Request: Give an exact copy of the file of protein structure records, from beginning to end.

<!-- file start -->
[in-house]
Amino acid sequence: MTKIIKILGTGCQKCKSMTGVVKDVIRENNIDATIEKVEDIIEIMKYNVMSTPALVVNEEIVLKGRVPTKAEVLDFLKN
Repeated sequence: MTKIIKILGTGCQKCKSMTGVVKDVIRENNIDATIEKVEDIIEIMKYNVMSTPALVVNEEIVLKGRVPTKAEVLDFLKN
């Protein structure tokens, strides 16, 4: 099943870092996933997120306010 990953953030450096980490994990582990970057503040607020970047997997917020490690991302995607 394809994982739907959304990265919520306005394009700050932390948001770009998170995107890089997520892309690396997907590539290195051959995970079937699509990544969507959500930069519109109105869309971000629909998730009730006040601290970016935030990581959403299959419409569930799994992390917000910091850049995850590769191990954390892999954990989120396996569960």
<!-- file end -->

[in-house]
Amino acid sequence: MTKIIKILGTGCQKCKSMTGVVKDVIRENNIDATIEKVEDIIEIMKYNVMSTPALVVNEEIVLKGRVPTKAEVLDFLKN
Repeated sequence: MTKIIKILGTGCQKCKSMTGVVKDVIRENNIDATIEKVEDIIEIMKYNVMSTPALVVNEEIVLKGRVPTKAEVLDFLKN
């Protein structure tokens, strides 16, 4: 099943870092996933997120306010 990953953030450096980490994990582990970057503040607020970047997997917020490690991302995607 394809994982739907959304990265919520306005394009700050932390948001770009998170995107890089997520892309690396997907590539290195051959995970079937699509990544969507959500930069519109109105869309971000629909998730009730006040601290970016935030990581959403299959419409569930799994992390917000910091850049995850590769191990954390892999954990989120396996569960």